Strain Testing Glass
With some simple equipment, you can check your future mirror for strain
you spend countless hours carefully crafting its surface to within
of a parabola. Strain can cause glass to change shape over time,
the figure that was given to the surface. Severe and even mild
should be completely removed by annealing, but this is not always the
Also, mechanical operations performed on the glass (generating,
significant grinding, cutting, etc.) can cause strain or release it,
latter causing at best a subtle change in the shape of the mirror, and
worst, breakage of the glass.
A simple test for strain generally requires three things:
1) a pair of polarizers (polaroid material), one piece
enough to cover most of the glass to be tested, and
I recently bought several pairs of polaroids, about 8" x 10" in size,
Surplus Shed (www.surplusshed.com). I also built two light boxes,
approximately 8"x10" square and the other approximately 19" x 23".
boxes are 7.5" high, to permit incandescent 60W light bulbs to fit
vertically. One light bulb illuminates the small box, and four
light the large one.
Here are two pictures of the larger box, without and with the
plexiglass cover that serves as a diffuser.
2) a source of diffused white light
3) an uncoated mirror
The smaller light box is completely covered by one of the polarizing
films. Then the pieces under test are set on top of the
polarizer, so that the polarized light passes through them. The
tester views the light through another polarizer, and he/she rotates it
to the point where it makes the background the darkest. At this
point, variations in brightness of the light coming through the mirror
are either due to marks on the mirror front or back, or due to strain.
This test is best done with the front and back of the blank
smooth and coated with a little oil to make the blank more transparent
The larger light box, shown above, is covered with a larger polarizer.
I got it from a company in Taiwan called 3DLens. It cost
after a few weeks, and is of excellent quality. When lit, the
in the larger box appears nearly uniformly lit.
Below is a photo of two small blanks under test. The blank on the
right is 3" in diameter, and shows only generation marks on the back.
blank is the same shade of gray all over, indicating that there is very
strain in it. The blank on the left is a 4.5" that had been
dropped - the large chip on the right side shows some color and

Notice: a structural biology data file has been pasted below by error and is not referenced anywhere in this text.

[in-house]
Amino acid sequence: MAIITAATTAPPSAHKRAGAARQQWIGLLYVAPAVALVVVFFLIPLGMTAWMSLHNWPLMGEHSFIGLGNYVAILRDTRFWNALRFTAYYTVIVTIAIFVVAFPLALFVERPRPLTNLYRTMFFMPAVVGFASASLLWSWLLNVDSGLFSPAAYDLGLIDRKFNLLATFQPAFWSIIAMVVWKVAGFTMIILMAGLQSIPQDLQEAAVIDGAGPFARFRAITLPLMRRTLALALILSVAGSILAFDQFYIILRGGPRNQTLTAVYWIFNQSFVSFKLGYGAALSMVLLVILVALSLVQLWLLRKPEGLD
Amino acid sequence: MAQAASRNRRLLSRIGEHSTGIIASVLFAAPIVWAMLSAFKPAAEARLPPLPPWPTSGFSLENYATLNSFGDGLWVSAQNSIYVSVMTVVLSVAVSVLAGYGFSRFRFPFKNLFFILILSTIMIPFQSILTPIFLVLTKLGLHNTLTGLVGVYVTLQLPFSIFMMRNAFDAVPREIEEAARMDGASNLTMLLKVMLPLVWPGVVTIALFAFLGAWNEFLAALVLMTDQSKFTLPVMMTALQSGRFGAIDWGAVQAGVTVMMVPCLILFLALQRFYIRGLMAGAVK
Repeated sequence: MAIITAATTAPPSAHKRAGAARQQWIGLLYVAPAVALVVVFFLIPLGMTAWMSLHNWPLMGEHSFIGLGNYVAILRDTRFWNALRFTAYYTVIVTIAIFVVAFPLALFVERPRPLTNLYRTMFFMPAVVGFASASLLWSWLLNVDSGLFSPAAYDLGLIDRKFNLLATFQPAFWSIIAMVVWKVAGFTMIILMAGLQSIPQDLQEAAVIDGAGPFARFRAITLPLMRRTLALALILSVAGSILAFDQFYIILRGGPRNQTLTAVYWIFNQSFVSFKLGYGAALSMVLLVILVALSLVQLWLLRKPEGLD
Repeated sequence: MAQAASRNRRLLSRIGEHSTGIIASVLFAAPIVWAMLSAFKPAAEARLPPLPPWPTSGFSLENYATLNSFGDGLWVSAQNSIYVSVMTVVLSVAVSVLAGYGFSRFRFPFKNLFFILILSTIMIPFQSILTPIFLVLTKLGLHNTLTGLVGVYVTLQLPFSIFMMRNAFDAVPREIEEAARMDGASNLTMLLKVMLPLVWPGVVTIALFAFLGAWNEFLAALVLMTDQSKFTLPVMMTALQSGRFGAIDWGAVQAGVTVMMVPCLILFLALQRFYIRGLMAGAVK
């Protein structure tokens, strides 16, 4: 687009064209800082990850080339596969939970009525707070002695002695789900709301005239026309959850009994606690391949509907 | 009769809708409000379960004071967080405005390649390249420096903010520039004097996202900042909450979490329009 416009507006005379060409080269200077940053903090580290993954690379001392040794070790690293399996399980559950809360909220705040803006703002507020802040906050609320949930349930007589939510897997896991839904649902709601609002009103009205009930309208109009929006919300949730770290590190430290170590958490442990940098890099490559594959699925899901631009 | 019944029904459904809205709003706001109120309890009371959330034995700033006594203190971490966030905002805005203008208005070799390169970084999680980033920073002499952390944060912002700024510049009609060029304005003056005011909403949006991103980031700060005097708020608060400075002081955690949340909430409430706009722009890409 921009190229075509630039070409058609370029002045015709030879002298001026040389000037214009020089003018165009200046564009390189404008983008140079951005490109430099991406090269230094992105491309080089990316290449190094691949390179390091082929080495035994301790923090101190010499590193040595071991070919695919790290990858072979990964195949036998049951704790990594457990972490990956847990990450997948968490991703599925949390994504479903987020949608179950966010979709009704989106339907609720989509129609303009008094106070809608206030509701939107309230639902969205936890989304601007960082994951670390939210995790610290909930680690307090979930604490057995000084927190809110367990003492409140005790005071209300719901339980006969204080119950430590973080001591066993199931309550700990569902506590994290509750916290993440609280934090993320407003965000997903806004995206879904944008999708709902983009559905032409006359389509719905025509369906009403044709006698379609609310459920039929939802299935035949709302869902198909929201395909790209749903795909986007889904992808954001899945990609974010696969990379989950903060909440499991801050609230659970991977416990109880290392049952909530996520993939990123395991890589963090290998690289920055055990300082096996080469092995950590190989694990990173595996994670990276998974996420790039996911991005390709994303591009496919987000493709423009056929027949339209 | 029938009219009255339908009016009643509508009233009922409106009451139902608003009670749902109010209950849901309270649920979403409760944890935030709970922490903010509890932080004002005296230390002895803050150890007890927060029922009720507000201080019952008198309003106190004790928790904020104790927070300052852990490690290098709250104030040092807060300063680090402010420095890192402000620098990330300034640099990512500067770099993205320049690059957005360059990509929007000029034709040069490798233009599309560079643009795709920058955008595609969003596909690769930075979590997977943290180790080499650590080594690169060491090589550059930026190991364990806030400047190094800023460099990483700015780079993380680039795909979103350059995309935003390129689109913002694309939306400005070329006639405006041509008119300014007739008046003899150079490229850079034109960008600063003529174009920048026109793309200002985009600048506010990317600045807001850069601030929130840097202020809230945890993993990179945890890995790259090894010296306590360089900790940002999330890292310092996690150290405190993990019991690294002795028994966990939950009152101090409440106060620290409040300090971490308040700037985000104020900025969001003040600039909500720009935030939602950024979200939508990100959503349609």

near it, indicating quite a bit of strain. A faint bright strip
radiates downward and to the left from the fracture, indicating some
strain in the
rest of the blank. Overall, this blank is not badly strained, and
will serve its function just fine in a low power telescope. The
fractured area is to be covered.
The photo below shows an 8" mirror with a little bit of strain.
strain is indicated by the pattern, resembling a plus sign (+), made by
darker area. This indicates minor to mild strain, as the
in brightness is not that much. This level of strain can even be
by having the blank at a different temperature than the air, and the
will disappear as the blank equilibrates.
This blank is not bad, and I prefer to work on mirrors with this level
of strain or less (preferably less). The rectangular feature in
the center of the mirror is leftover adhesive from a label that had
been stuck to the back of it by the coater, and the other features near
the edge at the 1 o'clock
position and extending from 5 to 9 o'clock are on the back surface of
mirror. All of those are to be ignored, and only the behavior of
mirror as it darkens (due to the polarizer being rotated) is important.
Over the last few years, I have obtained many molded blanks and
machined/generated blanks from United Lens, and to date, NONE of them
have had any strain that is detectable using this test. Some
opticians claim there is no good source of well-annealed blanks, but I
Below is an image of a 25" x 4.5"-thick blank. We think it is
It is a stunning example of what this simple test can show. The
is larger than the large light box, so parts of the mirror are not
with polarized light. Some strain and numerous striae are visible
this blank, the worst striae I have ever seen. However, the blank
a whole is fairly stable, judging by the figure on the surface which
been there for quite a while. So, as long as it is not
altered (regenerated, sliced, ground, etc.), I don't believe the
shape will change much. However, I can't say that for certain,
it's just the impression I get for this particular blank. Every
of glass is different, so test them all and be careful.
There are other ways to produce polarized light (such as by using
sunlight) and this technique, largely borrowed from others, is not the
way to test for strain. However, because I test quite a few
the investment in the setup has paid for itself many times over and has
photos like the stunning example above.